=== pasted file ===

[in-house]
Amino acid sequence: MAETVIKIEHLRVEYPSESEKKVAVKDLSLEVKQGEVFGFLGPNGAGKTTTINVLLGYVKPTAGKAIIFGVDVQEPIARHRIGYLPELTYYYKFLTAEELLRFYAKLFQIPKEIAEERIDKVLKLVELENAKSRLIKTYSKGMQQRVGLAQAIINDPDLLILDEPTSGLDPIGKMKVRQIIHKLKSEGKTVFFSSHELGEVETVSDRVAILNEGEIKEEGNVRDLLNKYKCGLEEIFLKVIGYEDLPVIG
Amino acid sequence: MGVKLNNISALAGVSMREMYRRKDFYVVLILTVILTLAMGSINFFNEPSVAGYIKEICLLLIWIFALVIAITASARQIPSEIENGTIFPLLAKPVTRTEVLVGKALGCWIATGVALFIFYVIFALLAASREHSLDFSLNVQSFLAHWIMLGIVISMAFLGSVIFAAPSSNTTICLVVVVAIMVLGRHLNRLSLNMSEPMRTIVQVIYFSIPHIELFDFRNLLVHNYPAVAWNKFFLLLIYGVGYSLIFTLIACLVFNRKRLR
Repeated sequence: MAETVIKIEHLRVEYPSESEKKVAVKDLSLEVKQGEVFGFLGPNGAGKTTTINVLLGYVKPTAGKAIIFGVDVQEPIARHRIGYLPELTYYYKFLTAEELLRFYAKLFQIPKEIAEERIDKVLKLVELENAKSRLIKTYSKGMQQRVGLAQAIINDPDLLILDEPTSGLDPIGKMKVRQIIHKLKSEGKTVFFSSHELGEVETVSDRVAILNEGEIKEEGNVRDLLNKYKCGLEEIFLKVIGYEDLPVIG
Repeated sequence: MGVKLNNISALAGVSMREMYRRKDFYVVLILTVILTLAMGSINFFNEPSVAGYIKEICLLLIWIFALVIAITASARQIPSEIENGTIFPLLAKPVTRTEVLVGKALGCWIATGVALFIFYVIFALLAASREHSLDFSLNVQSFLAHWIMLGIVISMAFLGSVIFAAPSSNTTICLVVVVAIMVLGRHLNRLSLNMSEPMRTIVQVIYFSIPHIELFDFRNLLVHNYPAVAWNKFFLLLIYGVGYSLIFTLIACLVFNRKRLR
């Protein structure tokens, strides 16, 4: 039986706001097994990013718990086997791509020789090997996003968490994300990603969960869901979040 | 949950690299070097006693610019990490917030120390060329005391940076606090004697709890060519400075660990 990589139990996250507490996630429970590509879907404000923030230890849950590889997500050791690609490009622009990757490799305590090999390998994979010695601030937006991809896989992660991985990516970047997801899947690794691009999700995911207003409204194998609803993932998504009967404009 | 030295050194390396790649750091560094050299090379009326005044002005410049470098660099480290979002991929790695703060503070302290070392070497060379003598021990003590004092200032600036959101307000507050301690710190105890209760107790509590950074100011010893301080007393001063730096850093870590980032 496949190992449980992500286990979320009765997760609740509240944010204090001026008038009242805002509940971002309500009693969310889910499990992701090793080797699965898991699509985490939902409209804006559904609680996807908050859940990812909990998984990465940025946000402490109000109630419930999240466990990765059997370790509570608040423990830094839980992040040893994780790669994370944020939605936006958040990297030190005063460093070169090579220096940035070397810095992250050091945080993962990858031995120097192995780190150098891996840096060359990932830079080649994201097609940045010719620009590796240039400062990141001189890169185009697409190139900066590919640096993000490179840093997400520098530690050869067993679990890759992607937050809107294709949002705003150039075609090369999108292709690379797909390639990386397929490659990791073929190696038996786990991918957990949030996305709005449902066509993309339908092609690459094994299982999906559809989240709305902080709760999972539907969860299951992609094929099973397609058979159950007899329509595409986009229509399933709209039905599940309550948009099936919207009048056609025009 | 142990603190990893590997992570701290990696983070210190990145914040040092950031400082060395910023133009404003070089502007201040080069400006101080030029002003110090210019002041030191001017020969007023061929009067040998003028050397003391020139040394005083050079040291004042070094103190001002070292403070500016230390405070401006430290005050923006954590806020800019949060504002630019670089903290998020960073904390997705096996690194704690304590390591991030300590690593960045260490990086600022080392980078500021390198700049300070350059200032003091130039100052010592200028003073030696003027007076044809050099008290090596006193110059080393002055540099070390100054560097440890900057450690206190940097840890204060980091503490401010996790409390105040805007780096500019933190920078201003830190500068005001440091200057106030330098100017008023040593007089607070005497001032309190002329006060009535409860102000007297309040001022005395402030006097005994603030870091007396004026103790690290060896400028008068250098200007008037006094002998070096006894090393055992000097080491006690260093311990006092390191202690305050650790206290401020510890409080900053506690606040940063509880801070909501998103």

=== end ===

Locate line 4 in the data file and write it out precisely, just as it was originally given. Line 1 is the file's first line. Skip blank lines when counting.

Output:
Repeated sequence: MAETVIKIEHLRVEYPSESEKKVAVKDLSLEVKQGEVFGFLGPNGAGKTTTINVLLGYVKPTAGKAIIFGVDVQEPIARHRIGYLPELTYYYKFLTAEELLRFYAKLFQIPKEIAEERIDKVLKLVELENAKSRLIKTYSKGMQQRVGLAQAIINDPDLLILDEPTSGLDPIGKMKVRQIIHKLKSEGKTVFFSSHELGEVETVSDRVAILNEGEIKEEGNVRDLLNKYKCGLEEIFLKVIGYEDLPVIG